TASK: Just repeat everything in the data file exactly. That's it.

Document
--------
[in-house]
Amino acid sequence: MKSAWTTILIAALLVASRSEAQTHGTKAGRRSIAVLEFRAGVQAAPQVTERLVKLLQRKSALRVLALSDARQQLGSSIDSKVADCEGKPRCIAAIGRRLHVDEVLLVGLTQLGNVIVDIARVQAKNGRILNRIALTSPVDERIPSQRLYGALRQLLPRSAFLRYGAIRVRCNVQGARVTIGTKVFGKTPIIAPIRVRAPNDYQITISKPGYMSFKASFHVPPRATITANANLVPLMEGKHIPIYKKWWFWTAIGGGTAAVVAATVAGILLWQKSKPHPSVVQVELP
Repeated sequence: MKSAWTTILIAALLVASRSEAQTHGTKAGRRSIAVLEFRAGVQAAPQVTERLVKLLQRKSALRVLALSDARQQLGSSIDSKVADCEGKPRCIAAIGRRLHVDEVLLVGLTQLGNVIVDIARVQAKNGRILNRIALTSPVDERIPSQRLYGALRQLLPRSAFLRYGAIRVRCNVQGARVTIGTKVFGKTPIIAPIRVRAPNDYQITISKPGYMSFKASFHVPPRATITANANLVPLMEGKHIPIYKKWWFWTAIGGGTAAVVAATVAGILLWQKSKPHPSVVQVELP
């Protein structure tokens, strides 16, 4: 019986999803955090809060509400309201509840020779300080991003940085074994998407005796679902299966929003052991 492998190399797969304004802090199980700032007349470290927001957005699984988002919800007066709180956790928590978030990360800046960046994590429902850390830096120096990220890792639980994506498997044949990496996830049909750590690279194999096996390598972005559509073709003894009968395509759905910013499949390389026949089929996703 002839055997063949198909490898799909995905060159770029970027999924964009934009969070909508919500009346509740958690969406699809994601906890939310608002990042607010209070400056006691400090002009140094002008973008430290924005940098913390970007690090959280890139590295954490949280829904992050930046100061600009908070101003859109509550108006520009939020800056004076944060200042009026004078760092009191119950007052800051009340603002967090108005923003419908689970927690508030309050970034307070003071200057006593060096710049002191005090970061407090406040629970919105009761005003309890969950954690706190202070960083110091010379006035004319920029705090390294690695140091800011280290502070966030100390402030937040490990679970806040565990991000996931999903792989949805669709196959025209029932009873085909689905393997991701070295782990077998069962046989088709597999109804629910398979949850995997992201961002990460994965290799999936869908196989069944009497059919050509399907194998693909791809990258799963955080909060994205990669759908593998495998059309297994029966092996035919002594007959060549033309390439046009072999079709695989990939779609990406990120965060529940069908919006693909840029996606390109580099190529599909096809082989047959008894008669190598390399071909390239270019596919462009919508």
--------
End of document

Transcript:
[in-house]
Amino acid sequence: MKSAWTTILIAALLVASRSEAQTHGTKAGRRSIAVLEFRAGVQAAPQVTERLVKLLQRKSALRVLALSDARQQLGSSIDSKVADCEGKPRCIAAIGRRLHVDEVLLVGLTQLGNVIVDIARVQAKNGRILNRIALTSPVDERIPSQRLYGALRQLLPRSAFLRYGAIRVRCNVQGARVTIGTKVFGKTPIIAPIRVRAPNDYQITISKPGYMSFKASFHVPPRATITANANLVPLMEGKHIPIYKKWWFWTAIGGGTAAVVAATVAGILLWQKSKPHPSVVQVELP
Repeated sequence: MKSAWTTILIAALLVASRSEAQTHGTKAGRRSIAVLEFRAGVQAAPQVTERLVKLLQRKSALRVLALSDARQQLGSSIDSKVADCEGKPRCIAAIGRRLHVDEVLLVGLTQLGNVIVDIARVQAKNGRILNRIALTSPVDERIPSQRLYGALRQLLPRSAFLRYGAIRVRCNVQGARVTIGTKVFGKTPIIAPIRVRAPNDYQITISKPGYMSFKASFHVPPRATITANANLVPLMEGKHIPIYKKWWFWTAIGGGTAAVVAATVAGILLWQKSKPHPSVVQVELP
């Protein structure tokens, strides 16, 4: 019986999803955090809060509400309201509840020779300080991003940085074994998407005796679902299966929003052991 492998190399797969304004802090199980700032007349470290927001957005699984988002919800007066709180956790928590978030990360800046960046994590429902850390830096120096990220890792639980994506498997044949990496996830049909750590690279194999096996390598972005559509073709003894009968395509759905910013499949390389026949089929996703 002839055997063949198909490898799909995905060159770029970027999924964009934009969070909508919500009346509740958690969406699809994601906890939310608002990042607010209070400056006691400090002009140094002008973008430290924005940098913390970007690090959280890139590295954490949280829904992050930046100061600009908070101003859109509550108006520009939020800056004076944060200042009026004078760092009191119950007052800051009340603002967090108005923003419908689970927690508030309050970034307070003071200057006593060096710049002191005090970061407090406040629970919105009761005003309890969950954690706190202070960083110091010379006035004319920029705090390294690695140091800011280290502070966030100390402030937040490990679970806040565990991000996931999903792989949805669709196959025209029932009873085909689905393997991701070295782990077998069962046989088709597999109804629910398979949850995997992201961002990460994965290799999936869908196989069944009497059919050509399907194998693909791809990258799963955080909060994205990669759908593998495998059309297994029966092996035919002594007959060549033309390439046009072999079709695989990939779609990406990120965060529940069908919006693909840029996606390109580099190529599909096809082989047959008894008669190598390399071909390239270019596919462009919508």